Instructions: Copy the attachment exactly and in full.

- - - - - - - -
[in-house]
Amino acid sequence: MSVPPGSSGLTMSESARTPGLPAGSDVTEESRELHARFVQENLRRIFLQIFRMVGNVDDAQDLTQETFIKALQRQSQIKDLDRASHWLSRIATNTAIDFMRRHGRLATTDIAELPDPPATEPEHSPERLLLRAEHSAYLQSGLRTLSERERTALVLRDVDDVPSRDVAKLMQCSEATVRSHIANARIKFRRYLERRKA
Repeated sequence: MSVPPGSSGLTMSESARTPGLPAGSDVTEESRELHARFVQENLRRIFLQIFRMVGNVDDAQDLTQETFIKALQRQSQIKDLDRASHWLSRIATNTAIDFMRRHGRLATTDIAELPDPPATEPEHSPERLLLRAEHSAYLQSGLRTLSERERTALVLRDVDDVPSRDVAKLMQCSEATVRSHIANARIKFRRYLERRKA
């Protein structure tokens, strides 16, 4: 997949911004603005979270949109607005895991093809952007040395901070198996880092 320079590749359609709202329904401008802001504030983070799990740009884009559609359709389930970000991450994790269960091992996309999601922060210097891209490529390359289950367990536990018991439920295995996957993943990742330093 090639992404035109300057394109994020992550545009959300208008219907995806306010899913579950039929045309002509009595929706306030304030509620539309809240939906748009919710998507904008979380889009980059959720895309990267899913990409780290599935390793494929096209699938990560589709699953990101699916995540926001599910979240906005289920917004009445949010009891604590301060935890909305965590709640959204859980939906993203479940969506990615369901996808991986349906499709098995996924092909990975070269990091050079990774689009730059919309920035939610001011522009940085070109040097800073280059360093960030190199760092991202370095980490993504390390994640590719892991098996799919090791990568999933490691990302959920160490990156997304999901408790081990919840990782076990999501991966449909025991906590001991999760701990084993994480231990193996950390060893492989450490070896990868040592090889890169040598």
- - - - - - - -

[in-house]
Amino acid sequence: MSVPPGSSGLTMSESARTPGLPAGSDVTEESRELHARFVQENLRRIFLQIFRMVGNVDDAQDLTQETFIKALQRQSQIKDLDRASHWLSRIATNTAIDFMRRHGRLATTDIAELPDPPATEPEHSPERLLLRAEHSAYLQSGLRTLSERERTALVLRDVDDVPSRDVAKLMQCSEATVRSHIANARIKFRRYLERRKA
Repeated sequence: MSVPPGSSGLTMSESARTPGLPAGSDVTEESRELHARFVQENLRRIFLQIFRMVGNVDDAQDLTQETFIKALQRQSQIKDLDRASHWLSRIATNTAIDFMRRHGRLATTDIAELPDPPATEPEHSPERLLLRAEHSAYLQSGLRTLSERERTALVLRDVDDVPSRDVAKLMQCSEATVRSHIANARIKFRRYLERRKA
């Protein structure tokens, strides 16, 4: 997949911004603005979270949109607005895991093809952007040395901070198996880092 320079590749359609709202329904401008802001504030983070799990740009884009559609359709389930970000991450994790269960091992996309999601922060210097891209490529390359289950367990536990018991439920295995996957993943990742330093 090639992404035109300057394109994020992550545009959300208008219907995806306010899913579950039929045309002509009595929706306030304030509620539309809240939906748009919710998507904008979380889009980059959720895309990267899913990409780290599935390793494929096209699938990560589709699953990101699916995540926001599910979240906005289920917004009445949010009891604590301060935890909305965590709640959204859980939906993203479940969506990615369901996808991986349906499709098995996924092909990975070269990091050079990774689009730059919309920035939610001011522009940085070109040097800073280059360093960030190199760092991202370095980490993504390390994640590719892991098996799919090791990568999933490691990302959920160490990156997304999901408790081990919840990782076990999501991966449909025991906590001991999760701990084993994480231990193996950390060893492989450490070896990868040592090889890169040598």